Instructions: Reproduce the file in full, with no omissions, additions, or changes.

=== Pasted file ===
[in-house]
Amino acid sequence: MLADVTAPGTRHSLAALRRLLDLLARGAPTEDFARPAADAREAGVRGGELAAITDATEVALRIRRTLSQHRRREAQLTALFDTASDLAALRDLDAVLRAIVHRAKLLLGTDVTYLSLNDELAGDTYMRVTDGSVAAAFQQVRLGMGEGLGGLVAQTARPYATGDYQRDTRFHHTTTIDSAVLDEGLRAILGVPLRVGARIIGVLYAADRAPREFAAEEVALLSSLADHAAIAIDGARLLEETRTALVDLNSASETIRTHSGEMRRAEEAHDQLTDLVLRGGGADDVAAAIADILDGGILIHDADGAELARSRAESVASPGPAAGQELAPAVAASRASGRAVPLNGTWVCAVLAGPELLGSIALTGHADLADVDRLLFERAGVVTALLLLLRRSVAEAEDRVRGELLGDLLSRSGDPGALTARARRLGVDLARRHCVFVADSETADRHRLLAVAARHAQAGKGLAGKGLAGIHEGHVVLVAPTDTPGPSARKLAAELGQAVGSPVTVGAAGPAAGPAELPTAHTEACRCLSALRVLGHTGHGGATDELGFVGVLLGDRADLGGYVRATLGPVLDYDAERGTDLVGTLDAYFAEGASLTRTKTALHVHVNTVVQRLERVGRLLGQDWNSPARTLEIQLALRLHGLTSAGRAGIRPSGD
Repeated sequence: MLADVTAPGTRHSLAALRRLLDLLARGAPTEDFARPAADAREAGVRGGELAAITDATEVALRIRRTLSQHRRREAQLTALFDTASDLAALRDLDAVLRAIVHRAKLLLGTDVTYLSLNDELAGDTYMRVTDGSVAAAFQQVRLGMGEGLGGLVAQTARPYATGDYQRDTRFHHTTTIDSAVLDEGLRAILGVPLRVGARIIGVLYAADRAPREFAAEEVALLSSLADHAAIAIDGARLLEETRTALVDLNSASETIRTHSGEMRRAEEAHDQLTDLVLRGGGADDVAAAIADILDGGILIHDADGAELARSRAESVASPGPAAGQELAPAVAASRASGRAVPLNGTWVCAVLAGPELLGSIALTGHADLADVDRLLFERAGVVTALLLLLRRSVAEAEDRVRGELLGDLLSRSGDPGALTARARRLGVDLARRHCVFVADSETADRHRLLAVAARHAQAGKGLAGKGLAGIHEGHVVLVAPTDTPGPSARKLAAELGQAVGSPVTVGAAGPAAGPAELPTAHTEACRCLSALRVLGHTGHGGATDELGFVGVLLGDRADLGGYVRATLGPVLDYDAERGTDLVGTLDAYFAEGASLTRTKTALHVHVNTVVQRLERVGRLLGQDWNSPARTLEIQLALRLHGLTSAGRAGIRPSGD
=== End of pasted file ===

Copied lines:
[in-house]
Amino acid sequence: MLADVTAPGTRHSLAALRRLLDLLARGAPTEDFARPAADAREAGVRGGELAAITDATEVALRIRRTLSQHRRREAQLTALFDTASDLAALRDLDAVLRAIVHRAKLLLGTDVTYLSLNDELAGDTYMRVTDGSVAAAFQQVRLGMGEGLGGLVAQTARPYATGDYQRDTRFHHTTTIDSAVLDEGLRAILGVPLRVGARIIGVLYAADRAPREFAAEEVALLSSLADHAAIAIDGARLLEETRTALVDLNSASETIRTHSGEMRRAEEAHDQLTDLVLRGGGADDVAAAIADILDGGILIHDADGAELARSRAESVASPGPAAGQELAPAVAASRASGRAVPLNGTWVCAVLAGPELLGSIALTGHADLADVDRLLFERAGVVTALLLLLRRSVAEAEDRVRGELLGDLLSRSGDPGALTARARRLGVDLARRHCVFVADSETADRHRLLAVAARHAQAGKGLAGKGLAGIHEGHVVLVAPTDTPGPSARKLAAELGQAVGSPVTVGAAGPAAGPAELPTAHTEACRCLSALRVLGHTGHGGATDELGFVGVLLGDRADLGGYVRATLGPVLDYDAERGTDLVGTLDAYFAEGASLTRTKTALHVHVNTVVQRLERVGRLLGQDWNSPARTLEIQLALRLHGLTSAGRAGIRPSGD
Repeated sequence: MLADVTAPGTRHSLAALRRLLDLLARGAPTEDFARPAADAREAGVRGGELAAITDATEVALRIRRTLSQHRRREAQLTALFDTASDLAALRDLDAVLRAIVHRAKLLLGTDVTYLSLNDELAGDTYMRVTDGSVAAAFQQVRLGMGEGLGGLVAQTARPYATGDYQRDTRFHHTTTIDSAVLDEGLRAILGVPLRVGARIIGVLYAADRAPREFAAEEVALLSSLADHAAIAIDGARLLEETRTALVDLNSASETIRTHSGEMRRAEEAHDQLTDLVLRGGGADDVAAAIADILDGGILIHDADGAELARSRAESVASPGPAAGQELAPAVAASRASGRAVPLNGTWVCAVLAGPELLGSIALTGHADLADVDRLLFERAGVVTALLLLLRRSVAEAEDRVRGELLGDLLSRSGDPGALTARARRLGVDLARRHCVFVADSETADRHRLLAVAARHAQAGKGLAGKGLAGIHEGHVVLVAPTDTPGPSARKLAAELGQAVGSPVTVGAAGPAAGPAELPTAHTEACRCLSALRVLGHTGHGGATDELGFVGVLLGDRADLGGYVRATLGPVLDYDAERGTDLVGTLDAYFAEGASLTRTKTALHVHVNTVVQRLERVGRLLGQDWNSPARTLEIQLALRLHGLTSAGRAGIRPSGD